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April 13, 2020

Highlighting data showing why it is safe to consider all persons for release when prisons are so dangerous

Building on their recently published recidivism research, J.J. Prescott, Benjamin Pyle and Sonja Starr have this notable new Slate piece headlined "It’s Time to Start Releasing Some Prisoners With Violent Records."  I recommend the piece in full, and here are excerpts:

Prisons and jails are fast becoming an epicenter of the COVID-19 pandemic . Last week, for instance, the New York Times reported that Cook County jail was “now the nation’s largest-known source of coronavirus infections.”  After far too much lost time, some governors and criminal justice officials are finally trying to mitigate the damage by releasing inmates or transferring them to home confinement.

To succeed, these steps must extend to prisoners with violent records.  This should be obvious based on sheer numbers.  People with violent convictions make up a majority of the total state prison population.  Because sentences for violent crimes are longer, they make up an even larger percentage of the older detainees most vulnerable to COVID-19: about two out of every three prisoners over age 55.

So far, this reality is being ignored.  Efforts to move people out of prisons and jails have mainly focused on the lowest-hanging fruit: those detained for inability to pay bail, technical parole violations, minor misdemeanors, and the like. Almost all these measures have excluded people convicted of violent crimes.  Many prepandemic criminal justice reforms have also focused on nonviolent offenders only, so we shouldn’t be surprised.  For many, people with violent convictions seem dangerous, and the idea of granting them any kind of relief is simply anathema.

But how dangerous is it to release prisoners with violent records?  We recently carried out an empirical study using post-release crime data on hundreds of thousands of such prisoners.  We found that it is much less dangerous than you probably think.  And during this pandemic, we can add, it seems doubtless much less dangerous than keeping them behind bars.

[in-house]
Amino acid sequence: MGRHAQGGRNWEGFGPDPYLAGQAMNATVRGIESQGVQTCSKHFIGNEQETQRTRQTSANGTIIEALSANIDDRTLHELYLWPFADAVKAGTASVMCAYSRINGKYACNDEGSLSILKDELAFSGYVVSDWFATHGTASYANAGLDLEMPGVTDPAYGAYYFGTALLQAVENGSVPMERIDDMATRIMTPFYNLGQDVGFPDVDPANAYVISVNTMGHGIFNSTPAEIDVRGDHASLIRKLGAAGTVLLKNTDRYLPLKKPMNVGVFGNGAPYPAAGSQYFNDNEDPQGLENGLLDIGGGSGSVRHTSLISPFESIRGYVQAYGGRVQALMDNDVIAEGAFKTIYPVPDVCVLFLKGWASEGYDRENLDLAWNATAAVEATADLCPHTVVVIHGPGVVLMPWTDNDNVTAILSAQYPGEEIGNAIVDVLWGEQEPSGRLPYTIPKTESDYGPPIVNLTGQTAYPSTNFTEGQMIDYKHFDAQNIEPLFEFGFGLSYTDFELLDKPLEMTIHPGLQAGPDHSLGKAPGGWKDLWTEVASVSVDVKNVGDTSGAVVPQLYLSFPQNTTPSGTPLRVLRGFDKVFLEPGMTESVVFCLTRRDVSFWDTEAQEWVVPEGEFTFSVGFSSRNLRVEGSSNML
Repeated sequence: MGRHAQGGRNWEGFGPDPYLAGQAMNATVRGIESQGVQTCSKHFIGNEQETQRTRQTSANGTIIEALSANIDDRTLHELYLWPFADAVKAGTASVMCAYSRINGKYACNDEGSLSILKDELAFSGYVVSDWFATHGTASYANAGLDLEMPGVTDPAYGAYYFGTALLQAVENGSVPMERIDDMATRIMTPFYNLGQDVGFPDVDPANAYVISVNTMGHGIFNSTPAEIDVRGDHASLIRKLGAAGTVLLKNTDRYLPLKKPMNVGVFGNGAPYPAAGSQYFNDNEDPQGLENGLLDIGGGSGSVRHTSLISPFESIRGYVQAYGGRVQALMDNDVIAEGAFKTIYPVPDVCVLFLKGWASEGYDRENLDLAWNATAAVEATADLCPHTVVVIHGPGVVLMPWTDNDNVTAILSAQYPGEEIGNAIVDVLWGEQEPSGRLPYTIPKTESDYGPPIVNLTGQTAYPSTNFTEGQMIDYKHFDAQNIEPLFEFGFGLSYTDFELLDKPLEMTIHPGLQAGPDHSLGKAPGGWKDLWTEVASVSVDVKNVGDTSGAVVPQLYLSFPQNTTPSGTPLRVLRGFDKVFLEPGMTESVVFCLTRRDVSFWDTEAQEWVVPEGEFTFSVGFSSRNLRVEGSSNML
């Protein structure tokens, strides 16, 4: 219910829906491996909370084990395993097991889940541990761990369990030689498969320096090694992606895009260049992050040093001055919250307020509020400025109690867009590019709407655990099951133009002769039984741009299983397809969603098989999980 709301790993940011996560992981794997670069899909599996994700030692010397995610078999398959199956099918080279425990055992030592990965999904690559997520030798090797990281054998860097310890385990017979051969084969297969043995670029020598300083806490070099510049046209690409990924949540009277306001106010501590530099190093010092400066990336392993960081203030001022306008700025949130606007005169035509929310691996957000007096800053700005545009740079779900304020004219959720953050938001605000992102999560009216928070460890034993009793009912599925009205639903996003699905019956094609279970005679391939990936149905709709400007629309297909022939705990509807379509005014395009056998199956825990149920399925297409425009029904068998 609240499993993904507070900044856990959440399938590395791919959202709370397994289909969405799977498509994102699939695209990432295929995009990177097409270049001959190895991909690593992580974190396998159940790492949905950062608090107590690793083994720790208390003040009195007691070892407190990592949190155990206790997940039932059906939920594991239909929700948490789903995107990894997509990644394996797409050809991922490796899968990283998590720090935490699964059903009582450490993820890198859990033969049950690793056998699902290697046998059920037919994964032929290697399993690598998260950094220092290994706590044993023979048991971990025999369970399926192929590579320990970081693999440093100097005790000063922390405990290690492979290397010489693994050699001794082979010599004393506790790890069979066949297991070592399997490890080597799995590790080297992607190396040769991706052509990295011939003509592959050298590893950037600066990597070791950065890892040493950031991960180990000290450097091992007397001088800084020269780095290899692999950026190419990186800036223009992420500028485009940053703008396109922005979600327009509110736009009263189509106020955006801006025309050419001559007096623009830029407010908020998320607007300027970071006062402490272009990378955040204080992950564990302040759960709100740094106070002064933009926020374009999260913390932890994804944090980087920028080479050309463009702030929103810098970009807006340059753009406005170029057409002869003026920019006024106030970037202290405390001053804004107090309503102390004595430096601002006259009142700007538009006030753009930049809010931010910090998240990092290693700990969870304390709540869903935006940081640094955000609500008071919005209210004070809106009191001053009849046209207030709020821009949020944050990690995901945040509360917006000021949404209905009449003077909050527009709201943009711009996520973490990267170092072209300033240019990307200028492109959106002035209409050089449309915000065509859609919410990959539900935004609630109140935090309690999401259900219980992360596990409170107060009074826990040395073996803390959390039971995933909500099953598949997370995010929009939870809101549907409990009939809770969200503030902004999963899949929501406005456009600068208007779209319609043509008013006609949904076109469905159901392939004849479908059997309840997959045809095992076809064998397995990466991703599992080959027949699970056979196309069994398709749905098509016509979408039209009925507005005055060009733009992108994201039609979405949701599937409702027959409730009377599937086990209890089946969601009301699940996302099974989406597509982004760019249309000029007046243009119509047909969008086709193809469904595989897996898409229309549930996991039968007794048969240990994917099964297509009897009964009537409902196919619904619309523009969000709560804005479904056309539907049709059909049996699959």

Our study found that among those released after serving a sentence for a violent crime, about one of every 10 releasees was sent back to prison for any new crime within the next three years. Only one of every 20 had another violent crime in three years.  In fact, re-offense rates have been consistently shown to be lower for people released after serving sentences for violent crimes than those released for nonviolent crimes.

Crime rates are even lower if you look at older prisoners — the ones most seriously threatened by COVID-19.  We looked at more than 7,000 individuals over age 55 who had served at least five years in state prisons for a violent offense.  Fewer than 1 percent of such individuals were re-incarcerated for any new crime in the three years after release, and fewer than 0.5 percent for another violent crime.

Our study was bigger and more recent than most, but our findings are consistent with the patterns we found in a comprehensive review of the literature.  Moreover, all those low re-offense rates were for normal releases from prison into society.  But “releases” now need not simply mean flinging open the prison gates indiscriminately. It could mean temporary transfers to home confinement for the duration of the emergency.  Protective measures like electronic monitors are also available....

Of course, at many prisons there could be some individuals who really are so dangerous that they cannot be safely released, even to home confinement.  But the data tell us that such cases are likely to be relatively few, and officials should be required to identify them based on clear evidence.  It certainly shouldn’t be assumed to be true of all who have violent convictions.  And once as many people as possible have been removed from facilities, it will be easier to practice social distancing among those who remain.